UKIP leadership hopeful: It's not outrageous to call Islam evil
Calling Islam evil is not an outrageous thing to say and a lot of British people agree with the views of the former leader of far-right English Defence League Tommy Robinson, a Ukip leadership candidate has said.
Sharia Watch director Anne Marie Waters suggested "millions" of Britons agree with her view that Islam is evil.
But her candidacy has divided the party and led to reports that 18 out of 20 Ukip MEPs could quit if she wins the leadership.
Former Ukip leader Nigel Farage has also warned that the party will be "finished" if it goes down the road of becoming anti-Islam.
Prompted to address her previous statement that Islam is evil, Ms Waters told BBC Newsnight: "Yes, and I don't see why that's an enormous or outrageous thing to say.
"We ought to be able in this country to say whatever we like about a religion and the problem we have got is that we pussyfoot around, we spend so much time agonising over not saying the wrong thing, and this is what's putting the public off.
"But this is how millions of people in this country feel and they are waiting for someone to articulate it for them."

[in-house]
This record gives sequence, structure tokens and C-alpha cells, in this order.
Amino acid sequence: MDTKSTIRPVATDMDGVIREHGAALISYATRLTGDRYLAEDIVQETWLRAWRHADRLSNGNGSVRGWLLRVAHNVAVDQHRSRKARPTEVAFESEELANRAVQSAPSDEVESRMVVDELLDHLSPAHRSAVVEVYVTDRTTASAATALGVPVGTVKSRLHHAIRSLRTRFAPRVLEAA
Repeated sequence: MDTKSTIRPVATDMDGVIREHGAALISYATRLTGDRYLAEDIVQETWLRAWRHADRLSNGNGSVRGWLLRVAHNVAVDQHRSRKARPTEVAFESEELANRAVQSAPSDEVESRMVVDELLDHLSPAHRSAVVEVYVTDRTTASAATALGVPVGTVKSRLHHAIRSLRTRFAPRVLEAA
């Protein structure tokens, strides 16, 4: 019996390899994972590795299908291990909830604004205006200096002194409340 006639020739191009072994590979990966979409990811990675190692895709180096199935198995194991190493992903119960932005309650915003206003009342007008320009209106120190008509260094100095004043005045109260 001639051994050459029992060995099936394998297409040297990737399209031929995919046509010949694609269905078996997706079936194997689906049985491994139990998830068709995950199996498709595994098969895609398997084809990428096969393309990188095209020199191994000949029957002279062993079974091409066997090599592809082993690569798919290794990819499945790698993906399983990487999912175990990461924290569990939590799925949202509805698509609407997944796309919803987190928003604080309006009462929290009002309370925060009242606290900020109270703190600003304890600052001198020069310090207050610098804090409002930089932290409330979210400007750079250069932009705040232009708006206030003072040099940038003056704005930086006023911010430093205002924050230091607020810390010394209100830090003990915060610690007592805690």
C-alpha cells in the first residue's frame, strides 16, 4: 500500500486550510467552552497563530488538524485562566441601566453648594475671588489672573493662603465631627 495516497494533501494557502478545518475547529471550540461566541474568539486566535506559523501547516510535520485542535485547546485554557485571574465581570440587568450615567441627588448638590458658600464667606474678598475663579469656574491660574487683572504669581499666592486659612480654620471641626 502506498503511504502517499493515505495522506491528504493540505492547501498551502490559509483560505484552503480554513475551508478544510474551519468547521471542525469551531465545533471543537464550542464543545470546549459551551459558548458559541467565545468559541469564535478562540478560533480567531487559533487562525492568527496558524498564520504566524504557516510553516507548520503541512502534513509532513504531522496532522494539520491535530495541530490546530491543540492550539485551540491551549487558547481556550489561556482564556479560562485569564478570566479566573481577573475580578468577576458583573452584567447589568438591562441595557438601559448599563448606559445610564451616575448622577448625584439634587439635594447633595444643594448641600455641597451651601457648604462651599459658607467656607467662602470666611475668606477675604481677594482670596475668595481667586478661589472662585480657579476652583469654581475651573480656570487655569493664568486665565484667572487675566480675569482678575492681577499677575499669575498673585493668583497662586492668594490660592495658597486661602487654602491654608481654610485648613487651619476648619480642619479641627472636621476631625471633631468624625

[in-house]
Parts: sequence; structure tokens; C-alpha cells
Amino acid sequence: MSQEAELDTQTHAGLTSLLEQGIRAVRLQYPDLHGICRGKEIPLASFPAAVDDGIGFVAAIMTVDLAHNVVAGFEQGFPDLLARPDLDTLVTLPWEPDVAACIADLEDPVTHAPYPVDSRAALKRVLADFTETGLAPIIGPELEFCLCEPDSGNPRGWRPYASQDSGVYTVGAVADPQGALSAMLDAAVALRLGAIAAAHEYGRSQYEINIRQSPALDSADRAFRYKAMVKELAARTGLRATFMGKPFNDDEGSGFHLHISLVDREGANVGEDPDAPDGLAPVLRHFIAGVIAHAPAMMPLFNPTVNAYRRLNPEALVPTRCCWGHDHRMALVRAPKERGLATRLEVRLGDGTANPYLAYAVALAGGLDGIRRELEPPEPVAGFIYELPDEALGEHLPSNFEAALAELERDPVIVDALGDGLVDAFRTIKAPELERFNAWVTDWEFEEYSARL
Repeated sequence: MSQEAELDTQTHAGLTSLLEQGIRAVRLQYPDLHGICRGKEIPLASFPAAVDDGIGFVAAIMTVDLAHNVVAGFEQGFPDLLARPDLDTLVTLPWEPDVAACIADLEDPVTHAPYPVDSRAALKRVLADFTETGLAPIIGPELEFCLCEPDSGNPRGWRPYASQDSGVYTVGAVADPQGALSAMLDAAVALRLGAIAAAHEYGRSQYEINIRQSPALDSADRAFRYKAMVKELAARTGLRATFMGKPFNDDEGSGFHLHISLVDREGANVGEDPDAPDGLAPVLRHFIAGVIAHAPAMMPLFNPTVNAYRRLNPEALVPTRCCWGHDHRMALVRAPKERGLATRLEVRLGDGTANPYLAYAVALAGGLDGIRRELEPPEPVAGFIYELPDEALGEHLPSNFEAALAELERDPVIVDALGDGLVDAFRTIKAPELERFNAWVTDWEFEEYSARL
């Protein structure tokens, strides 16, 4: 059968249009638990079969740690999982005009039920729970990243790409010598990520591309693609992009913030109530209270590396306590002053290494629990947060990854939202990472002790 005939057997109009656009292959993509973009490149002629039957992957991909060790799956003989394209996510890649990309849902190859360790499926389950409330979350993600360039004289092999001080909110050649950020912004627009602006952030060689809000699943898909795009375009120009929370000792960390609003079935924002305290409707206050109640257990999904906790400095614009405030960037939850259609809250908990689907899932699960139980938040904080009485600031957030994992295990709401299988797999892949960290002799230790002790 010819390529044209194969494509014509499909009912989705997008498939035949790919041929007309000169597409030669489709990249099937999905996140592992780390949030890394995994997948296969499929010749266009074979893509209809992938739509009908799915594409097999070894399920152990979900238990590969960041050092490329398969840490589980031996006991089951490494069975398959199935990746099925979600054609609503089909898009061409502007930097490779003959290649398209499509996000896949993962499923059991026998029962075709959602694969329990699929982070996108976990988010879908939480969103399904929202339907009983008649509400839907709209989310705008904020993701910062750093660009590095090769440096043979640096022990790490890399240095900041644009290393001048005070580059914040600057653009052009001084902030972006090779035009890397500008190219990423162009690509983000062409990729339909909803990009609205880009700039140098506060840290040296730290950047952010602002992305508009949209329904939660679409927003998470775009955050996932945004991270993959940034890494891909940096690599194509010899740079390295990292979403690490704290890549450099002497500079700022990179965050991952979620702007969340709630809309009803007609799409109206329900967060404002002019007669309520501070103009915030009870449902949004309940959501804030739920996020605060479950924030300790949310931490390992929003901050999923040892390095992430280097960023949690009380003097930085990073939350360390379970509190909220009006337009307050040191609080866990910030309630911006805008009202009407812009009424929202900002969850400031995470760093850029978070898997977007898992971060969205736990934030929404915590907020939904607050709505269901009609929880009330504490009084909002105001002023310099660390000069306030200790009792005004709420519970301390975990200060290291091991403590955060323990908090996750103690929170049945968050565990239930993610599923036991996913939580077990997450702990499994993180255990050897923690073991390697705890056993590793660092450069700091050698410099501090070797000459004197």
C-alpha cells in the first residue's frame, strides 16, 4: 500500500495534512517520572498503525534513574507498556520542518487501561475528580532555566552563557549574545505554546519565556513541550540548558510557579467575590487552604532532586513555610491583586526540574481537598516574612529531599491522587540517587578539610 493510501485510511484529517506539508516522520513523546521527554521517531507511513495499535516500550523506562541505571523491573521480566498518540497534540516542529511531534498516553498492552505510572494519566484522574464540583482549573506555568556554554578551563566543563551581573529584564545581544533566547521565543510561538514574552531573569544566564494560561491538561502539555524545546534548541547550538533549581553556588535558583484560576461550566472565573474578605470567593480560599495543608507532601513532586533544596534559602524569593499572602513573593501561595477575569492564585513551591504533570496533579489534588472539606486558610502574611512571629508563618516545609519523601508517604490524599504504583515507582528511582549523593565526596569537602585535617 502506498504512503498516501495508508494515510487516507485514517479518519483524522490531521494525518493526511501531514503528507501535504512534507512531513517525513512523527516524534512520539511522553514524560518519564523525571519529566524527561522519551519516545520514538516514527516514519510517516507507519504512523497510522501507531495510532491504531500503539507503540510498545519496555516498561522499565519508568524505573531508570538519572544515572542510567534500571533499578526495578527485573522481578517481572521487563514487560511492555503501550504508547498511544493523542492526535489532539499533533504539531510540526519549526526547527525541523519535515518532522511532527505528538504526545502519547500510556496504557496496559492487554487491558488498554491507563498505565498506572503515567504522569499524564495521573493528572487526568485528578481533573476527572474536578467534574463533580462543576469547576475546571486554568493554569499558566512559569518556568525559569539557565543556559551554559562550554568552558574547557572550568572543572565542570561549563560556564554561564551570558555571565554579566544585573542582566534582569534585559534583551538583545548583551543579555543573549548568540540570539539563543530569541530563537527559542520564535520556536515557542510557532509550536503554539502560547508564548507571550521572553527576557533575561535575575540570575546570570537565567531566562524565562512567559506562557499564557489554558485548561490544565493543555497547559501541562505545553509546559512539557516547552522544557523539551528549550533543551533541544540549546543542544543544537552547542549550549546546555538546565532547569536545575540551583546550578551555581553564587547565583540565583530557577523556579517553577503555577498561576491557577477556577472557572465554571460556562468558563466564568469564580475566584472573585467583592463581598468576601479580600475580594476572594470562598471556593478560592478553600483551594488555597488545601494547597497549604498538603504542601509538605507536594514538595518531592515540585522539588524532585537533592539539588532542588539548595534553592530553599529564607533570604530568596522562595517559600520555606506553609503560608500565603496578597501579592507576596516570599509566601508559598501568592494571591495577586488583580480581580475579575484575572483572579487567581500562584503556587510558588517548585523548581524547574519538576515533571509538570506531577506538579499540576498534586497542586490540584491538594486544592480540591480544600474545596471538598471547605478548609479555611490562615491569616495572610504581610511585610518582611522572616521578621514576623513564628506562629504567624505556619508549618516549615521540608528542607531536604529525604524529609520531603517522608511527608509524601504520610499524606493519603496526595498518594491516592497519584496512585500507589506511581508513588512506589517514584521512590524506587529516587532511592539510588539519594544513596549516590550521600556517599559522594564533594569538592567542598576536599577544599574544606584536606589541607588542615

Ms Waters, who has co-founded a UK wing of German anti-Islam movement Pegida with Mr Robinson, said she would leave it up to party members to decide if the former EDL leader could join Ukip if he expressed that desire.
"There is a leader's discretion, I think I would leave it up to party members," she said.
"I wouldn't lift the ban on groups such as the BNP."
But one of her main rivals for the leadership, deputy leader Peter Whittle, warned: "It's not up to whether the members want him or not, it's in the constitution, it's as simple as that, it is not going to do any good for this party if those sort of people start to join this party."
Ms Waters hit back, saying: "A lot of people around the country support those sort of people."
Ukip will declare the winner of its leadership election at the party's conference in Torquay on September 29.
The party endured a disastrous general election which left it with no MPs and only 1.8% of the UK vote.